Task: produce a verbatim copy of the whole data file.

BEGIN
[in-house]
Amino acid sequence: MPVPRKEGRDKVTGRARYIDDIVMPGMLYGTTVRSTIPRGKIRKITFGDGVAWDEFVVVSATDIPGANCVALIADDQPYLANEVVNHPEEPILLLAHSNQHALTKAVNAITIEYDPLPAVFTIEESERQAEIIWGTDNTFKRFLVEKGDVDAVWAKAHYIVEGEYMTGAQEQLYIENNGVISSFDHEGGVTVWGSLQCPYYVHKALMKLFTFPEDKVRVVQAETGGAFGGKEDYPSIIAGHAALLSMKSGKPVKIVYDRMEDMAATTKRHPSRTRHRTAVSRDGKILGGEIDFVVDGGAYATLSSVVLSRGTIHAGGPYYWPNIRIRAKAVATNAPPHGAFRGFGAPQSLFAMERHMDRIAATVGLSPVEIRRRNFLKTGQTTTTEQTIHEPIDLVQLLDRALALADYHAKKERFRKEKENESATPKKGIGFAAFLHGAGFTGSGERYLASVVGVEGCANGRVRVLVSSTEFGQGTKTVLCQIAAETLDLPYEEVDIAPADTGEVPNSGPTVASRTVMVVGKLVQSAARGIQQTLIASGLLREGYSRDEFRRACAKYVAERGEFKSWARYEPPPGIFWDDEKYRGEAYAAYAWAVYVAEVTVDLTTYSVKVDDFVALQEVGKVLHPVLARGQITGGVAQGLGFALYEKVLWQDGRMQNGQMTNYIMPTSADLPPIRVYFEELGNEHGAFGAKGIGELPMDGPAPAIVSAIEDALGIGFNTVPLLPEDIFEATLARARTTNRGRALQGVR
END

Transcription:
[in-house]
Amino acid sequence: MPVPRKEGRDKVTGRARYIDDIVMPGMLYGTTVRSTIPRGKIRKITFGDGVAWDEFVVVSATDIPGANCVALIADDQPYLANEVVNHPEEPILLLAHSNQHALTKAVNAITIEYDPLPAVFTIEESERQAEIIWGTDNTFKRFLVEKGDVDAVWAKAHYIVEGEYMTGAQEQLYIENNGVISSFDHEGGVTVWGSLQCPYYVHKALMKLFTFPEDKVRVVQAETGGAFGGKEDYPSIIAGHAALLSMKSGKPVKIVYDRMEDMAATTKRHPSRTRHRTAVSRDGKILGGEIDFVVDGGAYATLSSVVLSRGTIHAGGPYYWPNIRIRAKAVATNAPPHGAFRGFGAPQSLFAMERHMDRIAATVGLSPVEIRRRNFLKTGQTTTTEQTIHEPIDLVQLLDRALALADYHAKKERFRKEKENESATPKKGIGFAAFLHGAGFTGSGERYLASVVGVEGCANGRVRVLVSSTEFGQGTKTVLCQIAAETLDLPYEEVDIAPADTGEVPNSGPTVASRTVMVVGKLVQSAARGIQQTLIASGLLREGYSRDEFRRACAKYVAERGEFKSWARYEPPPGIFWDDEKYRGEAYAAYAWAVYVAEVTVDLTTYSVKVDDFVALQEVGKVLHPVLARGQITGGVAQGLGFALYEKVLWQDGRMQNGQMTNYIMPTSADLPPIRVYFEELGNEHGAFGAKGIGELPMDGPAPAIVSAIEDALGIGFNTVPLLPEDIFEATLARARTTNRGRALQGVR